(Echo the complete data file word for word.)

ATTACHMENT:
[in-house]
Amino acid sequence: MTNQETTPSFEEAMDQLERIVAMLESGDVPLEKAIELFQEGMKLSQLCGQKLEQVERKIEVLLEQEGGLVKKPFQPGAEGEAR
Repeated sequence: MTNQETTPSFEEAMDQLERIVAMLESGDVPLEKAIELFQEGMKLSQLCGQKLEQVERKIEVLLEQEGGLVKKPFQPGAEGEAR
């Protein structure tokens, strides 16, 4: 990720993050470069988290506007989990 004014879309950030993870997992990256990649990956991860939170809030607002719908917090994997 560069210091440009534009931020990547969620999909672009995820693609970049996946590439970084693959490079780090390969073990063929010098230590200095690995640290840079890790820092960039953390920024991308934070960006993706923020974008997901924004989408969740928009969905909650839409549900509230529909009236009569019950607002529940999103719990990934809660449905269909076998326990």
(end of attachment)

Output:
[in-house]
Amino acid sequence: MTNQETTPSFEEAMDQLERIVAMLESGDVPLEKAIELFQEGMKLSQLCGQKLEQVERKIEVLLEQEGGLVKKPFQPGAEGEAR
Repeated sequence: MTNQETTPSFEEAMDQLERIVAMLESGDVPLEKAIELFQEGMKLSQLCGQKLEQVERKIEVLLEQEGGLVKKPFQPGAEGEAR
């Protein structure tokens, strides 16, 4: 990720993050470069988290506007989990 004014879309950030993870997992990256990649990956991860939170809030607002719908917090994997 560069210091440009534009931020990547969620999909672009995820693609970049996946590439970084693959490079780090390969073990063929010098230590200095690995640290840079890790820092960039953390920024991308934070960006993706923020974008997901924004989408969740928009969905909650839409549900509230529909009236009569019950607002529940999103719990990934809660449905269909076998326990």